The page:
“Wait.” He grabbed her arm and pulled her back around. The stunned look had vanished, replaced by an animation she hadn’t seen in months, years even. “That’s why?” he was incredulous. “That’s why you left? Because…? Because you…? Oh, my God.”

She tried to look away. “It’s not funny, it’s—”

“No, it’s… It’s miraculous.”

Her breath caught. “What?”

“I just can’t…” He was smiling, one hand moving from her arm to her face, through her hair. “I can’t believe it.”

Almost a decade of resolve began to crumble beneath that gentle touch, started to melt in the warmth of his gaze. Donna’s heart was beating double-time, her head spinning. “Do you mean you…?”

He half laughed, both hands on her face now, his fingers light and tender, as if he were touching a miracle. “God, Donna, what did you think?”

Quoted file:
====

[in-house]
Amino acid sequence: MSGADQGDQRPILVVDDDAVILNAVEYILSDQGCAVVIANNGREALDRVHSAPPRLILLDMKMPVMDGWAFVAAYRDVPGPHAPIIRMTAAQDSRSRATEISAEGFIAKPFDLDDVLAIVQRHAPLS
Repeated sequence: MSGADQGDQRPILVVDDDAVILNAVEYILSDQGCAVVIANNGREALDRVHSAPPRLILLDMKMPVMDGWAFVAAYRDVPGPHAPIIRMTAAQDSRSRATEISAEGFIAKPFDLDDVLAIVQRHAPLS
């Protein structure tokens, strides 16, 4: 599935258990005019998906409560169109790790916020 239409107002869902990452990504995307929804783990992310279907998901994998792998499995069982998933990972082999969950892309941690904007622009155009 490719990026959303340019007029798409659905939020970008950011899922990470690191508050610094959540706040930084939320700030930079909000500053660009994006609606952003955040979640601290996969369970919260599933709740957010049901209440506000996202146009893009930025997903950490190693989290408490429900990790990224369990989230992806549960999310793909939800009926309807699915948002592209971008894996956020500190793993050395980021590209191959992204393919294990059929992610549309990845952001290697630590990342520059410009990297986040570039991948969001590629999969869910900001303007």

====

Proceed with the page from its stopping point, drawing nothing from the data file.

She probably smiled, but she couldn’t really tell because he was kissing her like she’d never been kissed before and everything she thought she knew about herself, and him, and the world was flowing out of her mind like a receding flood.

Eventually, after a blissful eternity, he pulled back so he could see her face, and the delight in his eyes undid her completely. “I feel like I’m dreaming…”

Donna found herself grinning like an idiot, which was odd because her eyes were filling with tears. And she couldn’t let them fall, because that would just be so— Too late, her smile crumbled beneath the weight of everything she’d been holding back for so, so long. And all she could do was burrow into his shoulder and hold on tight as he folded her in his arms and held her and held her and held her.

Thank God. Oh, thank you God…

She was coming in from the cold, at last.